“In later folklore, beetroots can have an aphrodisiac effect. If a man and a woman eat from the same beetroot, they will fall in love,” adds Ramsay, pointing out that beets are roughly the same colour and shape as the organ of love, the heart. Beets have traditionally been used as one of the classic dyes – both in textiles and to colour hens’ eggs at Easter.  

It was the Romans who first cultivated the beetroots we know today (Beta Vulgaris.) Early Christians helped to spread the popularity of the beet and by the 16th Century it was well established – French gourmand Olivier de Serres described it in 1600 as “a very red, rather fat root with leaves like Swiss Chard, all of which are good to eat.” Diarist John Evelyn found cold slices of beetroot made a “grateful winter sallet” whilst also noting that the French and Italians carved their beetroots into curious shapes.  

Does beetroot only come in red?

Not at all – though the classic red is still the most popular. Golden beetroot is becoming easier to find, and for those interested in growing their own, newly-available varieties include the delightfully striped “Chioggia” from the Venice region of Italy. “It’s not new though,” says Paolo Arrigo of Seeds of Italy, who import it. “The Italians love their old varieties and this one is probably from the nineteenth century or earlier.” When it is cut in half, it has “tree rings,” similar to a red onion, though, like all beetroot, it should never be cut before cooking. “Leave a small bit of stalk on to prevent the colour bleeding,” advises Arrigo.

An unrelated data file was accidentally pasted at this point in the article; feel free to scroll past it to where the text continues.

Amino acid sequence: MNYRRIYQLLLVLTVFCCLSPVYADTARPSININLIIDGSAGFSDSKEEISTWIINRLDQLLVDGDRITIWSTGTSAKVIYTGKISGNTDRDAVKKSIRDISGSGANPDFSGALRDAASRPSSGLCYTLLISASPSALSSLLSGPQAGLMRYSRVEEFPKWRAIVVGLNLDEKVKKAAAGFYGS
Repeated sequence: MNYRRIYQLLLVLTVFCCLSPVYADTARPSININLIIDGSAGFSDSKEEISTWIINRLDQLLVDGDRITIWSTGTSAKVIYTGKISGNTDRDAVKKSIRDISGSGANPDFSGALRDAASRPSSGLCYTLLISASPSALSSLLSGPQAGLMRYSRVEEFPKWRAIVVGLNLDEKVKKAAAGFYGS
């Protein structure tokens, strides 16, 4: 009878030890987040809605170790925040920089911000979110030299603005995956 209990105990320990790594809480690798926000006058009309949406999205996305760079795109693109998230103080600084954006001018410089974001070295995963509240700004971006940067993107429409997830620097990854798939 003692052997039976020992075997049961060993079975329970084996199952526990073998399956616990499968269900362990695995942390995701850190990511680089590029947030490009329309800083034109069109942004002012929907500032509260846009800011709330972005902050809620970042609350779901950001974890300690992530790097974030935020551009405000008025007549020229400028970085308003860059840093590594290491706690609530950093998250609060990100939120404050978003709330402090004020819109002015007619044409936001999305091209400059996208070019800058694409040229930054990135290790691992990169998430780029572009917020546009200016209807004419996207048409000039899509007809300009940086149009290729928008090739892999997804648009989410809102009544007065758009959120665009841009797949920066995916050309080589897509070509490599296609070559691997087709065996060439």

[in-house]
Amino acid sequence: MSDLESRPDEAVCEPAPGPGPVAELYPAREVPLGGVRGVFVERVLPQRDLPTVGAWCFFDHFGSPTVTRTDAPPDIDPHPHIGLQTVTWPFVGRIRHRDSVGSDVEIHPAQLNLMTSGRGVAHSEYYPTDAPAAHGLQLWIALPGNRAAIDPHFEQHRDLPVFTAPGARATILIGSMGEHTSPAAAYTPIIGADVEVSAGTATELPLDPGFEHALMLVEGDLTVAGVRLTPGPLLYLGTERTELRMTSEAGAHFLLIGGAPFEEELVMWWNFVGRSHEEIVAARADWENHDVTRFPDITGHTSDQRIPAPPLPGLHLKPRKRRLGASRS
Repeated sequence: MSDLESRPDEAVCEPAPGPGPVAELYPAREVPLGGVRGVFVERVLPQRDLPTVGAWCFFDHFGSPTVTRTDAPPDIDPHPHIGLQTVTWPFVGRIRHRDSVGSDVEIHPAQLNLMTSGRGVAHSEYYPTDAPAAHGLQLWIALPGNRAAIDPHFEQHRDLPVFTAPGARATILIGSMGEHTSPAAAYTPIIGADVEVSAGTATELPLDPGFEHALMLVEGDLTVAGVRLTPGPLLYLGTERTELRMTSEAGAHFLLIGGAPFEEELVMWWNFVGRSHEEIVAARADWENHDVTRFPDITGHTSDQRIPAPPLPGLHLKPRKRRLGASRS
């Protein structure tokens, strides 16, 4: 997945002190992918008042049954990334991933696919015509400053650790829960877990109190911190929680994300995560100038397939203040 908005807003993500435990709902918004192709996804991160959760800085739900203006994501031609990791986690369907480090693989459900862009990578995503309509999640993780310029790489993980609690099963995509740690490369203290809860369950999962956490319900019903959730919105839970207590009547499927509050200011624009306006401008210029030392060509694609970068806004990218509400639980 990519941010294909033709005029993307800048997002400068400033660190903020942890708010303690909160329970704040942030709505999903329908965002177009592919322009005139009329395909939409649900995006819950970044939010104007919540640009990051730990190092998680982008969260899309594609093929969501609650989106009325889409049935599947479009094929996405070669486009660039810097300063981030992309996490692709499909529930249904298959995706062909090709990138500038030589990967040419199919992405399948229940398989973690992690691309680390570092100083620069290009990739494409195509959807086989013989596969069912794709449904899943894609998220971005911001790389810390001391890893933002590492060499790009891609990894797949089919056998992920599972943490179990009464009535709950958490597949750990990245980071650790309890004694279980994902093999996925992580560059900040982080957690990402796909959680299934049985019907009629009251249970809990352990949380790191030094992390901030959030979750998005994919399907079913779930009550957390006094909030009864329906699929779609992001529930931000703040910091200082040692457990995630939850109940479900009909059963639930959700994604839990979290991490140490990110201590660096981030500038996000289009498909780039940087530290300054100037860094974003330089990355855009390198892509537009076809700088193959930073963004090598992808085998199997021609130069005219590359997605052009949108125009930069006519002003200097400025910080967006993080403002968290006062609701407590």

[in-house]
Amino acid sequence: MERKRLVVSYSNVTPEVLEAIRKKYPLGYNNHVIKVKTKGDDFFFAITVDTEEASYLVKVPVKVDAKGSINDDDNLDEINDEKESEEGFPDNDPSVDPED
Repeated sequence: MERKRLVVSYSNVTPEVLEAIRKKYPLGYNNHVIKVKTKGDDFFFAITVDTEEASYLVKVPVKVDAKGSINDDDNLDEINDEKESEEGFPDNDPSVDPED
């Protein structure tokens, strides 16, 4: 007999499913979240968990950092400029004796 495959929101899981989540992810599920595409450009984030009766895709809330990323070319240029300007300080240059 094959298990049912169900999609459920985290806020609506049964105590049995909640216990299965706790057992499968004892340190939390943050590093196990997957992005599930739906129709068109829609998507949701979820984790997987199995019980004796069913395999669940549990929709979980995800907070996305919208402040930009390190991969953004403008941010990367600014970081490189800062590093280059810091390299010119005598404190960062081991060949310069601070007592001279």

Is beetroot easy to grow?  

Yes – plant the seed in April – classic varieties include Wodan and Warrior - or experiment with some of the more unusual kinds such as Detroit 2 or Choggia. To avoid gluts, plant in batches. They can be container-grown – choose the largest one available. Adding a little salt to the soil reminds the plant of its maritime ancestors.  

Can you eat the leaves?  

Yes – treat them like spinach. They are a close relative to chard. Other beetroot family members include sugar beet and the roots grown mainly as animal fodder – mangle wurzels.  

What is the traditional way to eat beetroot?  

In Eastern Europe , home of the famous Borscht soup, many villagers still prepare a pail of pickled beetroot for the winter months. A classic Scots recipe for Stovies – meat, potatoes and onions - is traditionally eaten with beetroot, oatcakes and whisky. Further south, beetroot can be eaten raw – grated – but more often it is steamed or boiled then eaten cold with salads or meats.